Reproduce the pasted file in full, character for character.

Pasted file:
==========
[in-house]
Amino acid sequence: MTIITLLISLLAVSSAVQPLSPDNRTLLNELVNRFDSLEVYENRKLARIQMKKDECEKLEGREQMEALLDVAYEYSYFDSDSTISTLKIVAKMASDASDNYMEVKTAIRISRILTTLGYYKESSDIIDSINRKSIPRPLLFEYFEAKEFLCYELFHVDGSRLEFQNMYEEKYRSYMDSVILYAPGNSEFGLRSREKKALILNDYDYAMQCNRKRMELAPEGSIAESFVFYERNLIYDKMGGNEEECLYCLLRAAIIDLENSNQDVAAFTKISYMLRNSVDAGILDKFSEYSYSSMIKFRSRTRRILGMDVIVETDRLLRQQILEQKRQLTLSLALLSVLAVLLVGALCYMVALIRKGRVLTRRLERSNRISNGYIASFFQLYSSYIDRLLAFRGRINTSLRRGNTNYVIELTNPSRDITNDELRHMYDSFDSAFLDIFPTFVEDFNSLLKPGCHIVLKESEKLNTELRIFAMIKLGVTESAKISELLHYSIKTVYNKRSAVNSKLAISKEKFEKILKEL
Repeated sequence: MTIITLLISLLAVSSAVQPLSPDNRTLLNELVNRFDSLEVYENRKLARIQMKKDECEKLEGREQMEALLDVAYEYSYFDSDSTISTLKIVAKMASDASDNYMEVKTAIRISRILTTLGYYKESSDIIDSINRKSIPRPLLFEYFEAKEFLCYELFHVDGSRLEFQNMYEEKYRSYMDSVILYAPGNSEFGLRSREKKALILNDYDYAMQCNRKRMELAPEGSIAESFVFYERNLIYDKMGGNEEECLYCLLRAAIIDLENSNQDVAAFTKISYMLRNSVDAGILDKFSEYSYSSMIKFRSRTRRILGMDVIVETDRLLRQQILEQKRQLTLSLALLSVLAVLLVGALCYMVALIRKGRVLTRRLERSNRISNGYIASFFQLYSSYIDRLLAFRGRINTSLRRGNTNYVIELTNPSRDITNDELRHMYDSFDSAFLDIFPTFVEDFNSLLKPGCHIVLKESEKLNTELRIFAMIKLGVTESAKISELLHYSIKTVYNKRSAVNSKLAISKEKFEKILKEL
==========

[in-house]
Amino acid sequence: MTIITLLISLLAVSSAVQPLSPDNRTLLNELVNRFDSLEVYENRKLARIQMKKDECEKLEGREQMEALLDVAYEYSYFDSDSTISTLKIVAKMASDASDNYMEVKTAIRISRILTTLGYYKESSDIIDSINRKSIPRPLLFEYFEAKEFLCYELFHVDGSRLEFQNMYEEKYRSYMDSVILYAPGNSEFGLRSREKKALILNDYDYAMQCNRKRMELAPEGSIAESFVFYERNLIYDKMGGNEEECLYCLLRAAIIDLENSNQDVAAFTKISYMLRNSVDAGILDKFSEYSYSSMIKFRSRTRRILGMDVIVETDRLLRQQILEQKRQLTLSLALLSVLAVLLVGALCYMVALIRKGRVLTRRLERSNRISNGYIASFFQLYSSYIDRLLAFRGRINTSLRRGNTNYVIELTNPSRDITNDELRHMYDSFDSAFLDIFPTFVEDFNSLLKPGCHIVLKESEKLNTELRIFAMIKLGVTESAKISELLHYSIKTVYNKRSAVNSKLAISKEKFEKILKEL
Repeated sequence: MTIITLLISLLAVSSAVQPLSPDNRTLLNELVNRFDSLEVYENRKLARIQMKKDECEKLEGREQMEALLDVAYEYSYFDSDSTISTLKIVAKMASDASDNYMEVKTAIRISRILTTLGYYKESSDIIDSINRKSIPRPLLFEYFEAKEFLCYELFHVDGSRLEFQNMYEEKYRSYMDSVILYAPGNSEFGLRSREKKALILNDYDYAMQCNRKRMELAPEGSIAESFVFYERNLIYDKMGGNEEECLYCLLRAAIIDLENSNQDVAAFTKISYMLRNSVDAGILDKFSEYSYSSMIKFRSRTRRILGMDVIVETDRLLRQQILEQKRQLTLSLALLSVLAVLLVGALCYMVALIRKGRVLTRRLERSNRISNGYIASFFQLYSSYIDRLLAFRGRINTSLRRGNTNYVIELTNPSRDITNDELRHMYDSFDSAFLDIFPTFVEDFNSLLKPGCHIVLKESEKLNTELRIFAMIKLGVTESAKISELLHYSIKTVYNKRSAVNSKLAISKEKFEKILKEL